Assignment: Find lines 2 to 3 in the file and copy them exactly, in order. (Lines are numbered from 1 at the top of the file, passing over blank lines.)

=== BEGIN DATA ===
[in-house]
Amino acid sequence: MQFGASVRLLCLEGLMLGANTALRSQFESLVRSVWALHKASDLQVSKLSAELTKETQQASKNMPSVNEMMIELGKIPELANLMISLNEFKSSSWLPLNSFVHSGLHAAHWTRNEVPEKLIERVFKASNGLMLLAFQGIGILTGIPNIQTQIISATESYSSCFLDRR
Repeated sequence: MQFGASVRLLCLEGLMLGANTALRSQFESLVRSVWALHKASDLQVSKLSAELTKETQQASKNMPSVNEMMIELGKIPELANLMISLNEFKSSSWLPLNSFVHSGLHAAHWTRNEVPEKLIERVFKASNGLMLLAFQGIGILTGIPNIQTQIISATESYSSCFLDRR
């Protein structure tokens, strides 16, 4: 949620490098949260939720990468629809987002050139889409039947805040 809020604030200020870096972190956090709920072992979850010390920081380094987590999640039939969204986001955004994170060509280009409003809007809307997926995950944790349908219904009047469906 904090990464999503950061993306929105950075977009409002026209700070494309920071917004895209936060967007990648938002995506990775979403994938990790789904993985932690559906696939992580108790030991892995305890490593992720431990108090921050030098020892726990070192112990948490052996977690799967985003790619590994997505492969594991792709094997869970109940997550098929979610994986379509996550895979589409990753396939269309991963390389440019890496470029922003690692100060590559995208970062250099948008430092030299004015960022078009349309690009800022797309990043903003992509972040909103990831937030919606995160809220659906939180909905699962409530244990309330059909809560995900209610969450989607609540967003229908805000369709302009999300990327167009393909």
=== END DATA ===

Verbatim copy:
Amino acid sequence: MQFGASVRLLCLEGLMLGANTALRSQFESLVRSVWALHKASDLQVSKLSAELTKETQQASKNMPSVNEMMIELGKIPELANLMISLNEFKSSSWLPLNSFVHSGLHAAHWTRNEVPEKLIERVFKASNGLMLLAFQGIGILTGIPNIQTQIISATESYSSCFLDRR
Repeated sequence: MQFGASVRLLCLEGLMLGANTALRSQFESLVRSVWALHKASDLQVSKLSAELTKETQQASKNMPSVNEMMIELGKIPELANLMISLNEFKSSSWLPLNSFVHSGLHAAHWTRNEVPEKLIERVFKASNGLMLLAFQGIGILTGIPNIQTQIISATESYSSCFLDRR